Apparently, I am not alone in being troubled by current large-media practices in reference to leaked material and unnamed sources. You can see what I had to say previously here and here, when I focused on the New York Times.

Now comes Slate’s Today’s Papers column to note some similar problems at the Washington Post (which in fact owns Slate, so bravo to Slate):

The Post‘s lead story on nonpirate Somali militants is an odd one, relying entirely on unnamed sources (two named sources are quoted indirectly) yet delivering none of the sensitive information that would seemingly justify anonymity. The gist is that nobody’s quite sure whether al-Shabab are terrorists or just plain nationalists, and the administration is reluctant to rush to judgment one way or the other. Legitimate lead-story material—or something of a beat-sweetener? Someone’s ego is being boosted by this last paragraph: “But many on the national security team insist that it is their caution and willingness to consider all aspects of the situation that differentiate them from the overly aggressive posture of the Bush administration that they say exacerbated the terrorist threat.”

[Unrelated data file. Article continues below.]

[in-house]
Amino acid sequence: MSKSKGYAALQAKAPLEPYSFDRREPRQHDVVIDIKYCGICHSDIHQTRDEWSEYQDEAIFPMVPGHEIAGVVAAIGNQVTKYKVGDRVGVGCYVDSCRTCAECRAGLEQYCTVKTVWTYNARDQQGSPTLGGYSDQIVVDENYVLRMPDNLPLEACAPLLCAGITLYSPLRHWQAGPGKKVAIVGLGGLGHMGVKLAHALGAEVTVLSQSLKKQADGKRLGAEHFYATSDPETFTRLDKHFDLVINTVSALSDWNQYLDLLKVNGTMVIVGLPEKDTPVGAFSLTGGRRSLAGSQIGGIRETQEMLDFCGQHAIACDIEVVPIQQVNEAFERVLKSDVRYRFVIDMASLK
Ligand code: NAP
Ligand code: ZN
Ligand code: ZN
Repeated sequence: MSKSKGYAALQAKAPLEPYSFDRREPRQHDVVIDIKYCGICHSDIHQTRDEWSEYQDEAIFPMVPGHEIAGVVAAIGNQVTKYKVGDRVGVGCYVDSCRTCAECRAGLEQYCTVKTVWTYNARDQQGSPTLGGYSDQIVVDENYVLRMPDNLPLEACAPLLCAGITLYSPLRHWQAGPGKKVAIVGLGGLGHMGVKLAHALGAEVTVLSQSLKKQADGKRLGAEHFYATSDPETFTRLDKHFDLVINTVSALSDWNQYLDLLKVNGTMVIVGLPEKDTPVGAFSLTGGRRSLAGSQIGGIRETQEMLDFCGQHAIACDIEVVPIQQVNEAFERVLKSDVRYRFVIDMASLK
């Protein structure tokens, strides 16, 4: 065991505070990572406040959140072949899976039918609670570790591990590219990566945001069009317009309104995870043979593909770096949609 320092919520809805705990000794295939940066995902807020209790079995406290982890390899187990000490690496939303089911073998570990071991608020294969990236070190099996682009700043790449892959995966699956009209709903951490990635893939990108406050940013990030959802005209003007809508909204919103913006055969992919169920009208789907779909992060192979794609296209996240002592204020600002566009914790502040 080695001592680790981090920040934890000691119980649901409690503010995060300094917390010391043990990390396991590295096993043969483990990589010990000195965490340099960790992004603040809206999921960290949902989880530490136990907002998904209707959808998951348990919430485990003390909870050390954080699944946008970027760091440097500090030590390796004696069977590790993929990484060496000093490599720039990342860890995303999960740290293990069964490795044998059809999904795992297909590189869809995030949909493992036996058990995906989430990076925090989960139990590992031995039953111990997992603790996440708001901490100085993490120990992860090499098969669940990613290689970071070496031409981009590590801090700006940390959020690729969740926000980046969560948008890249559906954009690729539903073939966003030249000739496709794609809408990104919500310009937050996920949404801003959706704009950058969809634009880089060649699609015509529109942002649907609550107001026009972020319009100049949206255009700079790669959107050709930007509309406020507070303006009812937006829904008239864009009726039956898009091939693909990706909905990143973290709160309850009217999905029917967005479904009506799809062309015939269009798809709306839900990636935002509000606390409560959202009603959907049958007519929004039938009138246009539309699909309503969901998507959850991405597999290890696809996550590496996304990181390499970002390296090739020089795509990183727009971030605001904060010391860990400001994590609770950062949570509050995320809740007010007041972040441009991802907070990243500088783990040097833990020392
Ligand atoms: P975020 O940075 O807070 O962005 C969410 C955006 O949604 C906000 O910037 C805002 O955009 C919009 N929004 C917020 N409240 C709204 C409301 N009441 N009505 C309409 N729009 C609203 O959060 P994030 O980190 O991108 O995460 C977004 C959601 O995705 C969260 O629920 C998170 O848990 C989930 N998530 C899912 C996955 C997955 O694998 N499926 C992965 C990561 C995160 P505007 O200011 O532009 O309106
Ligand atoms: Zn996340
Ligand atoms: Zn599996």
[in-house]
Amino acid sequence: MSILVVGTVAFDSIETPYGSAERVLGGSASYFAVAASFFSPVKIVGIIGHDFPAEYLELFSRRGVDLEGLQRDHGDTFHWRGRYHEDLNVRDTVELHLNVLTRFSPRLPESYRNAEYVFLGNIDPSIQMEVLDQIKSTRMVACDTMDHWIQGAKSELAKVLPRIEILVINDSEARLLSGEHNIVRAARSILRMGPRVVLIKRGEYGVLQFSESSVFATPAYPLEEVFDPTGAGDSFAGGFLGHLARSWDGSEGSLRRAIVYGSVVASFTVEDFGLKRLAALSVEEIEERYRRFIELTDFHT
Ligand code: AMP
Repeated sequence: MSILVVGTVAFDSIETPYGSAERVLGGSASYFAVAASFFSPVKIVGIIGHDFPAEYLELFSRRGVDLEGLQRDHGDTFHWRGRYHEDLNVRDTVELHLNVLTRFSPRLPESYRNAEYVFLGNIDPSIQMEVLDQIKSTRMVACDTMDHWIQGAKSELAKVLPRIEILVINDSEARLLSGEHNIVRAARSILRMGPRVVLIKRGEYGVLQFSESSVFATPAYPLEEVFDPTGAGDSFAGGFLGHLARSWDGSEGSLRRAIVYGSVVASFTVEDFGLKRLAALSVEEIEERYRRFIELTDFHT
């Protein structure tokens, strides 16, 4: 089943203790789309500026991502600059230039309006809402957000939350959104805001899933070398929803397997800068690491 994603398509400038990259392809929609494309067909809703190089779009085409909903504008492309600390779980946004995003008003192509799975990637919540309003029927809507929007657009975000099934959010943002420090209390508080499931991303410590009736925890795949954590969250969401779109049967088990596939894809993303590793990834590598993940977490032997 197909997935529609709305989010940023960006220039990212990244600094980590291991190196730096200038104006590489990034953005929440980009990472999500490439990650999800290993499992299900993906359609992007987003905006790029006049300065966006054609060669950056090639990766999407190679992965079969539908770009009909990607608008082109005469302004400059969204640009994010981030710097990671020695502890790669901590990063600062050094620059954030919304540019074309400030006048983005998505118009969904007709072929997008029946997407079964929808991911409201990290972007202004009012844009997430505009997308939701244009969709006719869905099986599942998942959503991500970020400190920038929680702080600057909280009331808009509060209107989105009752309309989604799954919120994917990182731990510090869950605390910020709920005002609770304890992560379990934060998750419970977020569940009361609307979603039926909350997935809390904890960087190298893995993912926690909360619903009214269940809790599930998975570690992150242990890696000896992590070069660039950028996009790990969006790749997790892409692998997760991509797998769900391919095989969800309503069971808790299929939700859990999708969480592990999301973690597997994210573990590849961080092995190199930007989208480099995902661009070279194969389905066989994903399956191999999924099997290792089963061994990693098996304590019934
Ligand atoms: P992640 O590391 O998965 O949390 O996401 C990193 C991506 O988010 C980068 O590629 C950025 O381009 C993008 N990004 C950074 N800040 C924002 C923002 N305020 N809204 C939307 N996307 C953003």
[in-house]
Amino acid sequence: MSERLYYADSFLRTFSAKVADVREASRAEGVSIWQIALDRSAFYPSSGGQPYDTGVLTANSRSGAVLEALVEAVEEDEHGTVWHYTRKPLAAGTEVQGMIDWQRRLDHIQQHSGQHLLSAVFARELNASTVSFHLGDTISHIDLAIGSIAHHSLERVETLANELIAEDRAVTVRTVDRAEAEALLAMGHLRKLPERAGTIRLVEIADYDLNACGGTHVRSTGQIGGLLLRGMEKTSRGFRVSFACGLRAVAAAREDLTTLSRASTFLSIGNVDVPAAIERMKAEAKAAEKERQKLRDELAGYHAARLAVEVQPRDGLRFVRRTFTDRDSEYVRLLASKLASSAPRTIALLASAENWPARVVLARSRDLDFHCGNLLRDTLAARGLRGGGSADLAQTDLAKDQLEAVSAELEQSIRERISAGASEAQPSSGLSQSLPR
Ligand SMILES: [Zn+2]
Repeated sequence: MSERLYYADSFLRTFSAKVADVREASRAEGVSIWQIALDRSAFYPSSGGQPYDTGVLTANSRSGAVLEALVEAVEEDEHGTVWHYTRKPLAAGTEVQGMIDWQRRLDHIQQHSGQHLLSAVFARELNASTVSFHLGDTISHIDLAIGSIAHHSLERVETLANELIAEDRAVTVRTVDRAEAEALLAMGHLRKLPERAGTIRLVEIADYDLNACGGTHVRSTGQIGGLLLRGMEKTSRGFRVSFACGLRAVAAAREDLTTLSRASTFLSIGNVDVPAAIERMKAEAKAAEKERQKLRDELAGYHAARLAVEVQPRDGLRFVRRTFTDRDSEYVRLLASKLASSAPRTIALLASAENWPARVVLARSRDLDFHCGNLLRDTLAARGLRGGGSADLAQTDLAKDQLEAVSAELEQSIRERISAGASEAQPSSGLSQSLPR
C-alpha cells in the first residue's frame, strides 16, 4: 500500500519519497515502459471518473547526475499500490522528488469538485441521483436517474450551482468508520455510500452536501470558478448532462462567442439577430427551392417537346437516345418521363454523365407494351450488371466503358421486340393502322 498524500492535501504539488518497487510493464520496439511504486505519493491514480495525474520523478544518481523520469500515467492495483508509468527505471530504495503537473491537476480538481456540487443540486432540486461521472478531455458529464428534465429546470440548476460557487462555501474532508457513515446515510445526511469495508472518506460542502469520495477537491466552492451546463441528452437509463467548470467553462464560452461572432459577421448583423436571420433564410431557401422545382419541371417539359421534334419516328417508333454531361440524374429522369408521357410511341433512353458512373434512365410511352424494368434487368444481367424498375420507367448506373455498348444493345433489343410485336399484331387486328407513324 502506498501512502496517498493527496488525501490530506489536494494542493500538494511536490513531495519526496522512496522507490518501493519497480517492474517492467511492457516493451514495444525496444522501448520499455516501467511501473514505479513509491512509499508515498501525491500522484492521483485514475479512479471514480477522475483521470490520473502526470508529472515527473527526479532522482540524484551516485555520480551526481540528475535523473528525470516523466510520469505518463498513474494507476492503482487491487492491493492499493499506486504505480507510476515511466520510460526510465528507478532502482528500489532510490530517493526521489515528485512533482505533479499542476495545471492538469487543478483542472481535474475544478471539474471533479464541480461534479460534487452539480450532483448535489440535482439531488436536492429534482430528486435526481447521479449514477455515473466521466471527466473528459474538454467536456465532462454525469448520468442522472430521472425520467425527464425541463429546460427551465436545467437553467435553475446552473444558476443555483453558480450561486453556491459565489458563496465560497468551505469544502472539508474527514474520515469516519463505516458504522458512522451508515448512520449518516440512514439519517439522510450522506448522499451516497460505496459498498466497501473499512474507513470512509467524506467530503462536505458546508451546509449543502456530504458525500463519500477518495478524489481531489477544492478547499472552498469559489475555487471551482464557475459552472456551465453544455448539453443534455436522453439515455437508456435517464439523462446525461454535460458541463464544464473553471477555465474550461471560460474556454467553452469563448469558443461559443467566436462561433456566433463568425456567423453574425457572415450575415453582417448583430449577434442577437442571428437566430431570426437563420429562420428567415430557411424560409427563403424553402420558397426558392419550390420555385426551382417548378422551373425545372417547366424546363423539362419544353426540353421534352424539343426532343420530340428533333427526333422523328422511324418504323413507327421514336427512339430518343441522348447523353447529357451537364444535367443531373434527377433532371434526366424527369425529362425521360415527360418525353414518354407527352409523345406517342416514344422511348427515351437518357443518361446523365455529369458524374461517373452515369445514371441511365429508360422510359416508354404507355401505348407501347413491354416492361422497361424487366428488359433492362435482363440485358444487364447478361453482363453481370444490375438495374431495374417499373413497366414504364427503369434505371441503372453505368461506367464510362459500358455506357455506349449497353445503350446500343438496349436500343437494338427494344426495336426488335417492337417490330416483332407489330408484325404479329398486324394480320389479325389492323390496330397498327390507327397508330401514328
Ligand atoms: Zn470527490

These kinds of stories are far too important for these reporters to be left alone to their behind-the-screen dances with their sources. I hereby call for a commission to set some standards in these matters. Do I hear a second?


  • Russ Baker

    Russ Baker is Editor-in-Chief of WhoWhatWhy. He is an award-winning investigative journalist who specializes in exploring power dynamics behind major events.

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